During my first semester as a graduate student in the College of Design at NC State University I had the opportunity of taking a course that focused on making content for a gallery show called ID:ENTITY, which opened at the end of our semester….
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During my first semester as a graduate student in the College of Design at NC State University I had the opportunity of taking a course that focused on making content for a gallery show called ID:ENTITY, which opened at the end of our semester. For the show I created many 2d graphics that were printed and hung up around the gallery. The largest of these prints was a 37 foot wide banner that spanned across the main gallery wall. Due to its massive size I underwent many challenges and made several changes to my work flow to compensate.
The image was put together in Photoshop from a mixture of manipulated photographs, 2D illustration, 3D graphics, and the use of a custom made halftone generator called Phantasm CS. Each of these elements sat on top of one another in layers, quickly increasing the size of my file to a whopping 8GB, causing it to take close to an hour to save. This forced me to be very deliberate with everything I did as opposed to how I used to work, being very experimental and choosing the best result. I received a lot of useful advice from studying the design practices of designer Charles Eames. Designing from your constraints, staying true to a medium’s nature, and innovation as a last result are just a few of these examples.
The concept behind the banner was to illustrate three ways of looking at identity. One being the idea of an unconscious identity, which involves the things that we do without thought. Second being the idea of individual identity, how one sees themselves, and third being the idea of a mass identity, seeing yourself as part of a government or social class. I illustrated this by taking different images we commonly associate with individual identity, such as a face and my very own thumbprint, and filtered them through the Phantasm CS plugin, using X-chromosome shapes, that I made in 3D software Maya, to generate a halftone effect. The end result was an image of a face or thumbprint that was made up of tiny X-chromosomes. I also repeated this effect using the numbers 0 & 1 to hint at the idea of our identity being drafted through binary code. You can see a close up detail image above.
The QR code features a section that breaks away into individual squares. While some of these squares were painted in Photoshop, the majority of them were created using a different approach. I began with a blank Photoshop file where I painted a random arrangement of opaque black squares on a white background. I then brought the file into Illustrator. One advantage of using Illustrator is the ability to create vector artwork, which are graphics that don’t pixelate if you scale them up. With this in mind I converted my file into a vector image and then imported the vector into Maya. I was able to then convert my vector artwork into 2D flat planes in Maya, which I then extruded the faces to create 3D boxes. Lastly I rendered a still image of the 3D boxes and brought it back into Photoshop, compositing it with the 2D boxes I painted to create the illusion of 2D boxes fading into 3D cubes. The idea of weaving different programs together to get a desired result is usually how I work.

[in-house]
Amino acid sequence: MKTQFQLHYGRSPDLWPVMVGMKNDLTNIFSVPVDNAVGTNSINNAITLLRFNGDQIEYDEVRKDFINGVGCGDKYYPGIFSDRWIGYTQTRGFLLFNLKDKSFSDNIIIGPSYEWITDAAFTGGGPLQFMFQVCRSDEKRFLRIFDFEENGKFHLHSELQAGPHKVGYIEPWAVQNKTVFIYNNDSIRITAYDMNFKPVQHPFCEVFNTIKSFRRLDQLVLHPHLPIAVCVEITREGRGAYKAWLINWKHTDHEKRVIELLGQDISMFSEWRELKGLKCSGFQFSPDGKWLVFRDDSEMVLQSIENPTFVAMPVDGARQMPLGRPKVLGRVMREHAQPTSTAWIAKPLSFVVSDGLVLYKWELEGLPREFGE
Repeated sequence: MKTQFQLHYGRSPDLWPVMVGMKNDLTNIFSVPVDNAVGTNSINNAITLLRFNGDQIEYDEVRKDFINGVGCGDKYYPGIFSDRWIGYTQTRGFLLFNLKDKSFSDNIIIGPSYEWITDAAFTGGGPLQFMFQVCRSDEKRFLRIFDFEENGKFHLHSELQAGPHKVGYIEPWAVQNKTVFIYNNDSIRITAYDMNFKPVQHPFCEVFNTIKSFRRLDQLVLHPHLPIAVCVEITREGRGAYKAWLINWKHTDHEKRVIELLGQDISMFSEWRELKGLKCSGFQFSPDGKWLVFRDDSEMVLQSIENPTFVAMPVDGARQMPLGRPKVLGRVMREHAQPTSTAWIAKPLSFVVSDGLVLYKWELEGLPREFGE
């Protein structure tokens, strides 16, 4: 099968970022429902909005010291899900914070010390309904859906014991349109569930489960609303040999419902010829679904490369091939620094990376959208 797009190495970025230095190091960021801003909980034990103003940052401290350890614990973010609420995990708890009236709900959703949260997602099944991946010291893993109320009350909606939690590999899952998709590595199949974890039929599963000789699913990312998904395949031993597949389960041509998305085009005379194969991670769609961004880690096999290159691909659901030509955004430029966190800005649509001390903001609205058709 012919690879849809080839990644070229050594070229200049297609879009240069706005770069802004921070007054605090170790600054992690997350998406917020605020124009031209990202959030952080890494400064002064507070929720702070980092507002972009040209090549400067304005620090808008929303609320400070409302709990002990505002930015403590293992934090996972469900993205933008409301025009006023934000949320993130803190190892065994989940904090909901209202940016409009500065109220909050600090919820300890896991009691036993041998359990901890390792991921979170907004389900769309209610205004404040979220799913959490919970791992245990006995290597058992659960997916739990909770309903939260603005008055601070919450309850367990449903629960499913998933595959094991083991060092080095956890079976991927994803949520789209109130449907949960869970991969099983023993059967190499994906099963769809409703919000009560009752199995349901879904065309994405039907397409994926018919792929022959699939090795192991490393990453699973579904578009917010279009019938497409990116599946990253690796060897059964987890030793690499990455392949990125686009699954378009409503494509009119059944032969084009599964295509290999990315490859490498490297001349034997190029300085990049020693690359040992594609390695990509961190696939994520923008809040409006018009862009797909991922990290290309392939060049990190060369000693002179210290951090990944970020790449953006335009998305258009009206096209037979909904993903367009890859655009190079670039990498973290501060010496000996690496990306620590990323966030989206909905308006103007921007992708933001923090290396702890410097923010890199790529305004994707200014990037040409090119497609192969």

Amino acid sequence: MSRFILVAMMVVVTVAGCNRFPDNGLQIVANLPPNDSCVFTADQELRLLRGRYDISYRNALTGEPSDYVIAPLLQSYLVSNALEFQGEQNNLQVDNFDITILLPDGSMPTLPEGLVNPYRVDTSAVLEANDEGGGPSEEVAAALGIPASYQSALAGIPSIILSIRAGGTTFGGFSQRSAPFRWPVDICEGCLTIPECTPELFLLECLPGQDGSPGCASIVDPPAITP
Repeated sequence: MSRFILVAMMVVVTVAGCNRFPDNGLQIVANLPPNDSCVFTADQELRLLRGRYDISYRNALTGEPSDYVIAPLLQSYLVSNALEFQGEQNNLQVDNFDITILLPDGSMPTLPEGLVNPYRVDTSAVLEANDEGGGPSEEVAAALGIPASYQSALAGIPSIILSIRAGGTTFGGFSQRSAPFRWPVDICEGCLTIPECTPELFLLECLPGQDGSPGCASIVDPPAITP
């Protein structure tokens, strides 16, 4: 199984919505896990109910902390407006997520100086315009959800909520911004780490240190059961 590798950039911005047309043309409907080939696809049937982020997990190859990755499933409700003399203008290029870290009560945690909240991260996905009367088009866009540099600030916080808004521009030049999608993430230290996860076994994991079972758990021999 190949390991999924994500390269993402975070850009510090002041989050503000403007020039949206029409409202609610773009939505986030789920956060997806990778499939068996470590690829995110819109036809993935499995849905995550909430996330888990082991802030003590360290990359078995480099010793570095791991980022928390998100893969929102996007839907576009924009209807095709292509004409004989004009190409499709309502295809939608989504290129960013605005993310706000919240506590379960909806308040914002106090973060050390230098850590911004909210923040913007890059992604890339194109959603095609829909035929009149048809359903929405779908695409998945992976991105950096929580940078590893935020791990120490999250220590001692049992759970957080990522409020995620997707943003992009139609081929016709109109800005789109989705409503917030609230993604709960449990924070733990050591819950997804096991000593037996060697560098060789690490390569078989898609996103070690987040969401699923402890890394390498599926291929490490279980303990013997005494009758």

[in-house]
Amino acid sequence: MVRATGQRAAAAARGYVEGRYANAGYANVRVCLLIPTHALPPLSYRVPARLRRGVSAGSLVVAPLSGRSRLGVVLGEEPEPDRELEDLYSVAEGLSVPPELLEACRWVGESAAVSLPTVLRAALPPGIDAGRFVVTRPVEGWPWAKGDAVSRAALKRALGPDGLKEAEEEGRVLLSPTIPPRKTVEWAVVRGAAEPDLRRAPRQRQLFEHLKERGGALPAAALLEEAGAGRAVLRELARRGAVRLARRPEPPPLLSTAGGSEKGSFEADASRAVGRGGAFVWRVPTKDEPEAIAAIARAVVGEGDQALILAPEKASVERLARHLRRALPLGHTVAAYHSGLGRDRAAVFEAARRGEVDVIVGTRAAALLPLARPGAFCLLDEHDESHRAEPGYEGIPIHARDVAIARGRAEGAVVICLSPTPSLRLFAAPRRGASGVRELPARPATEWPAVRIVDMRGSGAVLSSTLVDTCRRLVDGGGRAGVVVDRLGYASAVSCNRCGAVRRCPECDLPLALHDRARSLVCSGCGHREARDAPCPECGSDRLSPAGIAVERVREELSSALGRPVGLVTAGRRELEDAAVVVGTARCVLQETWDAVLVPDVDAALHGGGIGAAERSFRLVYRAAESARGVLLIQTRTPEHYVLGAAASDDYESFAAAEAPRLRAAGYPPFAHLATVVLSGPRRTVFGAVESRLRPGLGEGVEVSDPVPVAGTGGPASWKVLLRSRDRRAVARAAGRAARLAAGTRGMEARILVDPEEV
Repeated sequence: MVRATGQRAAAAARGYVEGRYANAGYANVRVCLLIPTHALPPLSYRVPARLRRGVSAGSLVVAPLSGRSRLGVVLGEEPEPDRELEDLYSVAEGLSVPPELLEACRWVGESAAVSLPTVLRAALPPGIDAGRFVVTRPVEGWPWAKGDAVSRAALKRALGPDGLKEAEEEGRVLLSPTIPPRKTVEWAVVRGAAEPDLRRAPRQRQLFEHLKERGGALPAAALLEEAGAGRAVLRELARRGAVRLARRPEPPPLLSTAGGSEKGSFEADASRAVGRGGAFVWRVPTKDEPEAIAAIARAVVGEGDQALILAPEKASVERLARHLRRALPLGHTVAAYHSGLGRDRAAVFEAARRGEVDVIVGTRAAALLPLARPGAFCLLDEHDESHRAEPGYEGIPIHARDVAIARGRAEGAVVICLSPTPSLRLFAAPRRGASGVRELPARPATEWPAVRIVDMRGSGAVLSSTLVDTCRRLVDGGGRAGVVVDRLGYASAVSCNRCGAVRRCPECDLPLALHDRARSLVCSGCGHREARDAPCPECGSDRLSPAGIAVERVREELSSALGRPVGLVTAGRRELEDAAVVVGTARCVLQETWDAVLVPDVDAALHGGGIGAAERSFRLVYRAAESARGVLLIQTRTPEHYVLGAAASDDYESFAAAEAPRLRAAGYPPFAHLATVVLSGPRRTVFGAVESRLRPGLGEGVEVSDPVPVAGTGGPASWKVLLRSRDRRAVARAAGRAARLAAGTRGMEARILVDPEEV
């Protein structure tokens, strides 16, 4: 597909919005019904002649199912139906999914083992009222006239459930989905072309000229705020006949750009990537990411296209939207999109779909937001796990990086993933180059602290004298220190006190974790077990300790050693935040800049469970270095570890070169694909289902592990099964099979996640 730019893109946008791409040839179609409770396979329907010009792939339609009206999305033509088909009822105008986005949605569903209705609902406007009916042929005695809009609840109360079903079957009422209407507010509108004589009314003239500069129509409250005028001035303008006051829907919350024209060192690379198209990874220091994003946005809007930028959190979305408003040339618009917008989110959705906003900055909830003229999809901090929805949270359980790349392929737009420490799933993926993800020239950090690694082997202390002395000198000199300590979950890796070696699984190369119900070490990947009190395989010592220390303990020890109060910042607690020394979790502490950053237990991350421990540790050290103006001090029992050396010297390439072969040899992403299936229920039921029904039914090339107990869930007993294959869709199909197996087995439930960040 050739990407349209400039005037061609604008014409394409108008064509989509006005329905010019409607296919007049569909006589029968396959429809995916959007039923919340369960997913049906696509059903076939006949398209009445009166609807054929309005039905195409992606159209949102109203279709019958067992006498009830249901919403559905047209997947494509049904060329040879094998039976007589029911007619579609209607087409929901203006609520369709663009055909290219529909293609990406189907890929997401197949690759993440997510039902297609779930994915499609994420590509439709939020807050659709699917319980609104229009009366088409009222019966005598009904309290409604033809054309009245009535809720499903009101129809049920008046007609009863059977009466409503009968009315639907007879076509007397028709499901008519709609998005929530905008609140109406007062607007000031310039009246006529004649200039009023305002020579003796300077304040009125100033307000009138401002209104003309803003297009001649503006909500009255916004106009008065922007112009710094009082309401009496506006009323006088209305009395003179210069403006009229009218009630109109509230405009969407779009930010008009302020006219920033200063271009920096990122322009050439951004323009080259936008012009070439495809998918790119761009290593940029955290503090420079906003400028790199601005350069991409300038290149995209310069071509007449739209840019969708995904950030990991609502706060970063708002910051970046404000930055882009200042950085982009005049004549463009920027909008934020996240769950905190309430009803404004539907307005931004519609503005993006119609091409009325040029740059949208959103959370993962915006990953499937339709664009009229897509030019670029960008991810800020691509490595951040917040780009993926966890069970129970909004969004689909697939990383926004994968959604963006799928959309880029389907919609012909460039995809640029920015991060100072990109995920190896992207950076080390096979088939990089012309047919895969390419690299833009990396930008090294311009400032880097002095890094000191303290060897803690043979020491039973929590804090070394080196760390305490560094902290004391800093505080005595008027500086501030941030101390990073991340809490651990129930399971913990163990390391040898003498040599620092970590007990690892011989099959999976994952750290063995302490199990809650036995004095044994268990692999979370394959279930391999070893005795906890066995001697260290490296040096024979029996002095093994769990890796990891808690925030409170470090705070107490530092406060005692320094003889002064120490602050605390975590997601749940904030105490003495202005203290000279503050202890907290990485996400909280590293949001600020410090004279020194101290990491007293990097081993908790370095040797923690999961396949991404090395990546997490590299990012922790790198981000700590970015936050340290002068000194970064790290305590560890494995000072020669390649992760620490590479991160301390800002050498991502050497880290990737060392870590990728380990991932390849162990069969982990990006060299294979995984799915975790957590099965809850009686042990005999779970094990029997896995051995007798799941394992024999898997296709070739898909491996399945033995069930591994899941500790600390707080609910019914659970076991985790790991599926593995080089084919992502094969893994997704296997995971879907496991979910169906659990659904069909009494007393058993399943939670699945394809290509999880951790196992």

For the cityscapes I had a completely different approach. I modeled flat planes in Maya to get the silhouette shapes of many of the buildings and architecture featured in the Downtown Raleigh Area. You can see NC State’s and UNC’s bell towers on opposing sides, along with the museum that the show took place in, CAM. The circle cityscape was incorporated with the physics software Box2D and a Xbox Kinect to make it interactive and react to a person’s movements. All of the programming was done by 2 of my classmates. Incredibly smart individuals who I’m glad I got a chance to work with.
It was an amazing experience to be a part of a show that turned out to be quite big, especially for my first semester. Prior to this I have never been in a gallery, I learned a lot from it all. Below are a few links to press content and reviews of the show and stats on sizes of the graphics.
The Circle Cityscape graphic is 5523 x 6103 pixels.
The Banner Photoshop file is composed of 60 layers and 52 mask.
The Banner Photoshop file took about 1 hour to save but 10 minutes to open (2.8 GHz Quad-Core Intel Xeon; 12 GB 1066 MHz DDR3; MAC Pro)
The thumbprint is actually my own. I ran it through the Phantasm CS plugin and literally left a mark on my work!
The banner features handwriting from a professor who gave a lot of helpful advice while I was building the banner.
The banner is 66,200 x 7,200 pixels.